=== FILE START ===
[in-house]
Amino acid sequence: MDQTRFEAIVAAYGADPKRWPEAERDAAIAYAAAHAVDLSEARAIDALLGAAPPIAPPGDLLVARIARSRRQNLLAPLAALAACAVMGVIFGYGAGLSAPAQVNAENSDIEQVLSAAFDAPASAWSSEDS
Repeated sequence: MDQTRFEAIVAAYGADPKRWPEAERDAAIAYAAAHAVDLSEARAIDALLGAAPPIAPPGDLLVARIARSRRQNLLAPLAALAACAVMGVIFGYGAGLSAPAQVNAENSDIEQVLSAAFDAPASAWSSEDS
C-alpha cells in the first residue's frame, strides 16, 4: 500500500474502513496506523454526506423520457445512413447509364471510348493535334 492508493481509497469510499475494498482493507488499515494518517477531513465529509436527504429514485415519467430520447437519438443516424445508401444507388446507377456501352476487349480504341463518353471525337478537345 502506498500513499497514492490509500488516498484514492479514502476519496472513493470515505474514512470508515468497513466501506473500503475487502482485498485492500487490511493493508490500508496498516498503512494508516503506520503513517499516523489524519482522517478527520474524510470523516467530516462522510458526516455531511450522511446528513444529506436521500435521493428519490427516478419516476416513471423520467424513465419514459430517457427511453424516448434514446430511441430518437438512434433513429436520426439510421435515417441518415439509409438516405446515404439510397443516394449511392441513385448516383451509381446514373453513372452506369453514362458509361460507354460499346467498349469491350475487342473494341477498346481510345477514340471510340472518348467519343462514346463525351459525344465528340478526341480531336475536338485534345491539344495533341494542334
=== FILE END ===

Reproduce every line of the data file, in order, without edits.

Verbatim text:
[in-house]
Amino acid sequence: MDQTRFEAIVAAYGADPKRWPEAERDAAIAYAAAHAVDLSEARAIDALLGAAPPIAPPGDLLVARIARSRRQNLLAPLAALAACAVMGVIFGYGAGLSAPAQVNAENSDIEQVLSAAFDAPASAWSSEDS
Repeated sequence: MDQTRFEAIVAAYGADPKRWPEAERDAAIAYAAAHAVDLSEARAIDALLGAAPPIAPPGDLLVARIARSRRQNLLAPLAALAACAVMGVIFGYGAGLSAPAQVNAENSDIEQVLSAAFDAPASAWSSEDS
C-alpha cells in the first residue's frame, strides 16, 4: 500500500474502513496506523454526506423520457445512413447509364471510348493535334 492508493481509497469510499475494498482493507488499515494518517477531513465529509436527504429514485415519467430520447437519438443516424445508401444507388446507377456501352476487349480504341463518353471525337478537345 502506498500513499497514492490509500488516498484514492479514502476519496472513493470515505474514512470508515468497513466501506473500503475487502482485498485492500487490511493493508490500508496498516498503512494508516503506520503513517499516523489524519482522517478527520474524510470523516467530516462522510458526516455531511450522511446528513444529506436521500435521493428519490427516478419516476416513471423520467424513465419514459430517457427511453424516448434514446430511441430518437438512434433513429436520426439510421435515417441518415439509409438516405446515404439510397443516394449511392441513385448516383451509381446514373453513372452506369453514362458509361460507354460499346467498349469491350475487342473494341477498346481510345477514340471510340472518348467519343462514346463525351459525344465528340478526341480531336475536338485534345491539344495533341494542334